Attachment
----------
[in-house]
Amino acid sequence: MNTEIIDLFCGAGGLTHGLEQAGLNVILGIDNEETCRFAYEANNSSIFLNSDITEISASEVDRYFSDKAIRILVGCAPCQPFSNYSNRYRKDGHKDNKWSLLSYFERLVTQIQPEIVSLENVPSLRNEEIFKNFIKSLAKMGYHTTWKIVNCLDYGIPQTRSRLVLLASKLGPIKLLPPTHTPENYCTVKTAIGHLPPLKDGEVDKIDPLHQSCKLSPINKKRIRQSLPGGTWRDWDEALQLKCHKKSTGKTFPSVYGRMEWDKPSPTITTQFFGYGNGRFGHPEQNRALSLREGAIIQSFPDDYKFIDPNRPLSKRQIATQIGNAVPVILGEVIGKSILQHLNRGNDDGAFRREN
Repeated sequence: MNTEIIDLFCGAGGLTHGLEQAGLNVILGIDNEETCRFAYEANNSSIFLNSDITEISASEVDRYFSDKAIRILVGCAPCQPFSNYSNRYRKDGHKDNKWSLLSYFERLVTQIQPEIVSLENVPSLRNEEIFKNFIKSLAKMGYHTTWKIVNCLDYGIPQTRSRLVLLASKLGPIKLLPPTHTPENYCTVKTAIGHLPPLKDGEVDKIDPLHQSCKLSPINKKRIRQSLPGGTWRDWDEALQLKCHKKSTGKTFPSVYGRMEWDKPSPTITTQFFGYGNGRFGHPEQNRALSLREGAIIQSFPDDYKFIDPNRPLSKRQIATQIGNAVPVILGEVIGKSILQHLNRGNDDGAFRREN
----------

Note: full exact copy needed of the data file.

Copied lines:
[in-house]
Amino acid sequence: MNTEIIDLFCGAGGLTHGLEQAGLNVILGIDNEETCRFAYEANNSSIFLNSDITEISASEVDRYFSDKAIRILVGCAPCQPFSNYSNRYRKDGHKDNKWSLLSYFERLVTQIQPEIVSLENVPSLRNEEIFKNFIKSLAKMGYHTTWKIVNCLDYGIPQTRSRLVLLASKLGPIKLLPPTHTPENYCTVKTAIGHLPPLKDGEVDKIDPLHQSCKLSPINKKRIRQSLPGGTWRDWDEALQLKCHKKSTGKTFPSVYGRMEWDKPSPTITTQFFGYGNGRFGHPEQNRALSLREGAIIQSFPDDYKFIDPNRPLSKRQIATQIGNAVPVILGEVIGKSILQHLNRGNDDGAFRREN
Repeated sequence: MNTEIIDLFCGAGGLTHGLEQAGLNVILGIDNEETCRFAYEANNSSIFLNSDITEISASEVDRYFSDKAIRILVGCAPCQPFSNYSNRYRKDGHKDNKWSLLSYFERLVTQIQPEIVSLENVPSLRNEEIFKNFIKSLAKMGYHTTWKIVNCLDYGIPQTRSRLVLLASKLGPIKLLPPTHTPENYCTVKTAIGHLPPLKDGEVDKIDPLHQSCKLSPINKKRIRQSLPGGTWRDWDEALQLKCHKKSTGKTFPSVYGRMEWDKPSPTITTQFFGYGNGRFGHPEQNRALSLREGAIIQSFPDDYKFIDPNRPLSKRQIATQIGNAVPVILGEVIGKSILQHLNRGNDDGAFRREN